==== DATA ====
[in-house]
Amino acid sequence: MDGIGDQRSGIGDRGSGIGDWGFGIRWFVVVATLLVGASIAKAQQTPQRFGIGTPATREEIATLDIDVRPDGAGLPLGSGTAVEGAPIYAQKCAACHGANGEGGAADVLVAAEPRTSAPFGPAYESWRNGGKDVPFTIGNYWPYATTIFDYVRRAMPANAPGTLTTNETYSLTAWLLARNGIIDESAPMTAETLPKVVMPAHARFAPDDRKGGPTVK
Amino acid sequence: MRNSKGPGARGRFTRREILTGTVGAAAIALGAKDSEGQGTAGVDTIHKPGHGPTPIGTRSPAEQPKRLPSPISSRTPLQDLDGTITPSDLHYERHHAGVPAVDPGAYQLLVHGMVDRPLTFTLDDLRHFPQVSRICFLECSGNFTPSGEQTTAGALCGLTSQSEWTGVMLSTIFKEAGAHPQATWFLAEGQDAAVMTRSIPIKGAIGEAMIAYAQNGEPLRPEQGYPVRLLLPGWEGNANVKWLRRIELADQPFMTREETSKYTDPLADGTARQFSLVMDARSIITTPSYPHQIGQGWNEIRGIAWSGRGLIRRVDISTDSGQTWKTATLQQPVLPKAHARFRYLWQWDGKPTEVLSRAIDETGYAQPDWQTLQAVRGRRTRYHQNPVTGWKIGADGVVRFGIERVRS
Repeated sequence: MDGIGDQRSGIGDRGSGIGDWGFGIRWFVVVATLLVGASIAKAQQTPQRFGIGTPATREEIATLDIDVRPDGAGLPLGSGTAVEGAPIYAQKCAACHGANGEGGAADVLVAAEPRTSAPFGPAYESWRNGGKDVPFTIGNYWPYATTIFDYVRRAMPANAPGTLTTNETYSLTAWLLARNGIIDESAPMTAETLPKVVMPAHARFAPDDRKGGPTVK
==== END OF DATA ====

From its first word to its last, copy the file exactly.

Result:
[in-house]
Amino acid sequence: MDGIGDQRSGIGDRGSGIGDWGFGIRWFVVVATLLVGASIAKAQQTPQRFGIGTPATREEIATLDIDVRPDGAGLPLGSGTAVEGAPIYAQKCAACHGANGEGGAADVLVAAEPRTSAPFGPAYESWRNGGKDVPFTIGNYWPYATTIFDYVRRAMPANAPGTLTTNETYSLTAWLLARNGIIDESAPMTAETLPKVVMPAHARFAPDDRKGGPTVK
Amino acid sequence: MRNSKGPGARGRFTRREILTGTVGAAAIALGAKDSEGQGTAGVDTIHKPGHGPTPIGTRSPAEQPKRLPSPISSRTPLQDLDGTITPSDLHYERHHAGVPAVDPGAYQLLVHGMVDRPLTFTLDDLRHFPQVSRICFLECSGNFTPSGEQTTAGALCGLTSQSEWTGVMLSTIFKEAGAHPQATWFLAEGQDAAVMTRSIPIKGAIGEAMIAYAQNGEPLRPEQGYPVRLLLPGWEGNANVKWLRRIELADQPFMTREETSKYTDPLADGTARQFSLVMDARSIITTPSYPHQIGQGWNEIRGIAWSGRGLIRRVDISTDSGQTWKTATLQQPVLPKAHARFRYLWQWDGKPTEVLSRAIDETGYAQPDWQTLQAVRGRRTRYHQNPVTGWKIGADGVVRFGIERVRS
Repeated sequence: MDGIGDQRSGIGDRGSGIGDWGFGIRWFVVVATLLVGASIAKAQQTPQRFGIGTPATREEIATLDIDVRPDGAGLPLGSGTAVEGAPIYAQKCAACHGANGEGGAADVLVAAEPRTSAPFGPAYESWRNGGKDVPFTIGNYWPYATTIFDYVRRAMPANAPGTLTTNETYSLTAWLLARNGIIDESAPMTAETLPKVVMPAHARFAPDDRKGGPTVK